“Tarof is a term we use to describe the form of etiquette or I guess concept that we have in our culture. For example, when someone comes over to your house, the host just keeps offering them food, and then more food and more food. Something my mom always says is ‘Ghaabell nadaare’. It’s a really common phrase that people use. I guess it basically means ‘you can have it.’ My mom was just telling me that when you go into stores, like the lady will just say ‘Oh it’s all yours, you don’t have to pay.’ But since it’s in their culture, the person shopping obviously knows that they still have to pay. It’s just part of our culture to kind of just say that out of courtesy. Also when you go out to dinner with multiple families, the two males of each household will basically fight over who pays for the check. It can be offensive to someone if they let the person pay without first offering to pay for it themselves. Tarof is just a form of civility.”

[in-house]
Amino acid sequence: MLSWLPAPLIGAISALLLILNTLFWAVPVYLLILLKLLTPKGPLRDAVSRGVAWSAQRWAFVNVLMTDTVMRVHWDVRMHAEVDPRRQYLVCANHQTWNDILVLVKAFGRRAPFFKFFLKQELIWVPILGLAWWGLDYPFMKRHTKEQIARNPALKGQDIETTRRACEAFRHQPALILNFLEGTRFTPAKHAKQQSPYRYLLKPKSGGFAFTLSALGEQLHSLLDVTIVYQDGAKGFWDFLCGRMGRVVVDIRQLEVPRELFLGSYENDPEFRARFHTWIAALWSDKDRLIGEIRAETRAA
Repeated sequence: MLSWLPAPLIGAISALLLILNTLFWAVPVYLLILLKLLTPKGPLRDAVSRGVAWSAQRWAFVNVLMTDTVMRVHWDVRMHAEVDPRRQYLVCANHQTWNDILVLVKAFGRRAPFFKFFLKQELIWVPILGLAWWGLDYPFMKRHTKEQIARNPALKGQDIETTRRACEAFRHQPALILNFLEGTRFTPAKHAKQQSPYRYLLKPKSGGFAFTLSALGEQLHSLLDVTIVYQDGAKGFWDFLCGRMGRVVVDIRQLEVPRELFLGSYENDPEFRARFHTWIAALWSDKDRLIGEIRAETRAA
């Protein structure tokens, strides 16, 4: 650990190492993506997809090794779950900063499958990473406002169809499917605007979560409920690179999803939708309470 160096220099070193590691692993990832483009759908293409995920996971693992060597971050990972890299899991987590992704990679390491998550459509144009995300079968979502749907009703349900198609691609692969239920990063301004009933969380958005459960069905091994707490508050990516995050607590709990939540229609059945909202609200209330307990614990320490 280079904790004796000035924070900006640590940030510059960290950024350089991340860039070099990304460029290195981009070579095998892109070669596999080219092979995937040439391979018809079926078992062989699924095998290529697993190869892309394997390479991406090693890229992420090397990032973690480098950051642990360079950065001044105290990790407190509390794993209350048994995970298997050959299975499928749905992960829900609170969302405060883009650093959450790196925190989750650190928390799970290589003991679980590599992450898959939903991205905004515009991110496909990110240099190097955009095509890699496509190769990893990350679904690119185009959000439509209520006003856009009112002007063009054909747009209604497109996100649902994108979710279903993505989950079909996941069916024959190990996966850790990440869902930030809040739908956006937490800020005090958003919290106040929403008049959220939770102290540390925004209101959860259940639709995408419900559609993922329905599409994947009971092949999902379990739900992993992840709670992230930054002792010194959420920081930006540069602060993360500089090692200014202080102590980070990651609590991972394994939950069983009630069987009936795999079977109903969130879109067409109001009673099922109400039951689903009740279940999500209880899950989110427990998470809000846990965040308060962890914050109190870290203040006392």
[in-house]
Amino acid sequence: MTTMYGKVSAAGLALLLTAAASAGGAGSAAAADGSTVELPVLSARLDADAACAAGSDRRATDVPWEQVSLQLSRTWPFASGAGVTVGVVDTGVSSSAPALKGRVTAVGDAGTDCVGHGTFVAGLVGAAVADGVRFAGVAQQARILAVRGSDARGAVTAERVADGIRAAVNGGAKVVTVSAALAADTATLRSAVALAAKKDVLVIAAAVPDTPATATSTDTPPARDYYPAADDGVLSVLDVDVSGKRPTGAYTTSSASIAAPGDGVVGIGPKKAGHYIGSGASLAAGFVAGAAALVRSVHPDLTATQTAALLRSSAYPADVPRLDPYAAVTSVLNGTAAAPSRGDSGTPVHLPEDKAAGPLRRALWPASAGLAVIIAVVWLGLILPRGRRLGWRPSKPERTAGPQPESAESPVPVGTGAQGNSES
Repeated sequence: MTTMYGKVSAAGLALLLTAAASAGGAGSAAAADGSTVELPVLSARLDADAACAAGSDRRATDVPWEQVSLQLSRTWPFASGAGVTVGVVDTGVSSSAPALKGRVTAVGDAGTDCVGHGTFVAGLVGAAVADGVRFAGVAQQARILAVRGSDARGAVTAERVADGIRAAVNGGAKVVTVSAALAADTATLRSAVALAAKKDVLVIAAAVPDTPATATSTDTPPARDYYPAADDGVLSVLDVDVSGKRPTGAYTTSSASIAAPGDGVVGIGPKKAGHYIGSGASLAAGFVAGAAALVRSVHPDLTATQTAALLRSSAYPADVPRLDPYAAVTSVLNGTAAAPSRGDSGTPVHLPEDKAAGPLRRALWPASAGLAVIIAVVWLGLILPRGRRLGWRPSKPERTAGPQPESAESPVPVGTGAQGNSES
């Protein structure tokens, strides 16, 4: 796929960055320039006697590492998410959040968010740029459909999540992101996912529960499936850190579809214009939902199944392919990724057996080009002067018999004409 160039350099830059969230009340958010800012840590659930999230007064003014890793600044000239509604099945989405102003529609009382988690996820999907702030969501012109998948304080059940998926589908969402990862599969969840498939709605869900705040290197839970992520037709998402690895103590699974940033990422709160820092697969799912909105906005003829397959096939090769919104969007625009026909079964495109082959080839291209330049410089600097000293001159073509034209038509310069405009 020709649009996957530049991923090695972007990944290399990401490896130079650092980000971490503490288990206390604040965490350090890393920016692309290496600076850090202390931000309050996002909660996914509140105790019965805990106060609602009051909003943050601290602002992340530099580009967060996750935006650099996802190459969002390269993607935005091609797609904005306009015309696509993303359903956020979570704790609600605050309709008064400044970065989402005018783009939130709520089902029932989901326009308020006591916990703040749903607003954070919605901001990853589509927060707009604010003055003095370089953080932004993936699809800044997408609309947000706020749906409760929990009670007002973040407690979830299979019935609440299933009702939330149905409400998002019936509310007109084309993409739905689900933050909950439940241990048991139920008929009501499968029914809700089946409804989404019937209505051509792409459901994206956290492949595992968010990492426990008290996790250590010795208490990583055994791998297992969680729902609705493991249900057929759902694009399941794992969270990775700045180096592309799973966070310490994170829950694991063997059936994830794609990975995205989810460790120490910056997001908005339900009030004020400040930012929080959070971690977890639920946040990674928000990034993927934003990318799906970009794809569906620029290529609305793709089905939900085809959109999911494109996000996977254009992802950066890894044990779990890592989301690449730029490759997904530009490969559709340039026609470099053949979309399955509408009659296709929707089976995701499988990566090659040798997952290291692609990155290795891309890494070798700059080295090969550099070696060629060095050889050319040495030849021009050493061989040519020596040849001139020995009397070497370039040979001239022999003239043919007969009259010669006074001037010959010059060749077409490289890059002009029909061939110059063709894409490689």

I think the ideals behind tarof are commonly shared among all Asian cultures. In Korean culture, it is very common at dinner for the male figures at dinner to fight over the check. It’s interesting how this culture works because it’s heavily based on understanding the real underlying meaning or implications of what the speaker is saying. For example, if the store keeper from my friend’s story had told me “you can have it”, I would not have understood that it was simply her way of being polite. She did not literally mean I could take the item. It would have required an understanding of tarof to recognize what she was really implying.